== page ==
Dietary supplements are promoted for their health benefits, but according to Consumer Reports, some contain ingredients that can harmful, causing organ damage, cardiac arrest and even cancer. Supplements can also interact with prescription medications such as statins or blood thinners, as well as over-the-counter medicines like aspirin. Thus, consumers are advised to understand the potential risks with the dietary supplements they choose to take.
Dietary supplements are readily available at retail stores like Target, Vitamin Shoppe, Walgreens, CVS, Walmart and Whole Foods. But because they are sold in reputable stores doesn’t mean they are safe. A 2013 report by the Government Accountability Office (GAO) found that 6.307 people suffered health problems from dietary supplements between 2008 and 2011. Among those reports were 1,000 serious injuries or illnesses, hundreds of life-threatening conditions, and 92 deaths.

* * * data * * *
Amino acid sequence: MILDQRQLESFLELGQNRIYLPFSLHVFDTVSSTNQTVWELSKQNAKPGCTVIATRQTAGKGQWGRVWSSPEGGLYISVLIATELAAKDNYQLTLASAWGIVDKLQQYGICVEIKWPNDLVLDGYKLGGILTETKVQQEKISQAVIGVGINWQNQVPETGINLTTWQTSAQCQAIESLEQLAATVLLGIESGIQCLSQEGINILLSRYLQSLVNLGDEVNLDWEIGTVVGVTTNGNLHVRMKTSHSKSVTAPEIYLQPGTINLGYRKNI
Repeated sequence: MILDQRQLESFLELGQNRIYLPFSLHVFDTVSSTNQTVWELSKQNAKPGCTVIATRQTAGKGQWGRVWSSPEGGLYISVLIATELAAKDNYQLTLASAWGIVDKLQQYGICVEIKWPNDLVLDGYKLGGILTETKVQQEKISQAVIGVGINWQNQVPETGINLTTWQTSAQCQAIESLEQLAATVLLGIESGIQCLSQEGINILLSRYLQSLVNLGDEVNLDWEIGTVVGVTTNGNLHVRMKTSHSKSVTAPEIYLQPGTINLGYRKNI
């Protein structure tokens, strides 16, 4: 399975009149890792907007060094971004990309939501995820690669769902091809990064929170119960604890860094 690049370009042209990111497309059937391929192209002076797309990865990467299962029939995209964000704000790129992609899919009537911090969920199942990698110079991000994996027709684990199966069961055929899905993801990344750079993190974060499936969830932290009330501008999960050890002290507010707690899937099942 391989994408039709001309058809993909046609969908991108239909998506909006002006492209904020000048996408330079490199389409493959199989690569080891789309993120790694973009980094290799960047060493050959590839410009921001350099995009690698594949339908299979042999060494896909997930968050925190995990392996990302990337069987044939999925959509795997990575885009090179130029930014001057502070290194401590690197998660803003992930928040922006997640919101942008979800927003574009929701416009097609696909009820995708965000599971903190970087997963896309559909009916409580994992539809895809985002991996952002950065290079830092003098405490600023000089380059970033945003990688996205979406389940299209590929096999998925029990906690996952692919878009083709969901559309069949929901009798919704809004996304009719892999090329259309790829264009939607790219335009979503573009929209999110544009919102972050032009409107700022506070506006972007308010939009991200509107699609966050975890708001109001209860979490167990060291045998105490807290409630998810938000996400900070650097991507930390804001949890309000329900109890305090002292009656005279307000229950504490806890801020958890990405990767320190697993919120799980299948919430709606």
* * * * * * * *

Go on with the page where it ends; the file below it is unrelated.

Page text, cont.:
To help educate the public and prevent more problems, Consumer Reports has compiled a list of dietary supplements and ingredients to avoid. These dangerous supplements include Aconite, a product touted to reduce inflammation and joint pain. But the supplement has been linked to nausea, vomiting, weakness, paralysis, and breathing and heart problems, some of which could lead to death.
Caffeine Powder is marketed to improve weight loss and alertness. But the supplement is particularly toxic and has been linked to adverse events including seizures, heart arrhythmias, and cardiac arrest. Chaparral is used for weight loss and to treat colds, infections, rashes, and even cancer. But it has been linked to kidney problems, liver damage and death. Coltsfoot is promoted as another remedy for cough, sore throat, laryngitis, bronchitis and asthma. But it contains an ingredient that may increase the risk of developing cancer.
Anyone who has taken dietary supplements and suffered from health issues should file a report with the FDA MedWatch Adverse Event Reporting Program at www.FDA.gov/MedWatch/Report.htm.
Source: Food Poisoning Bulletin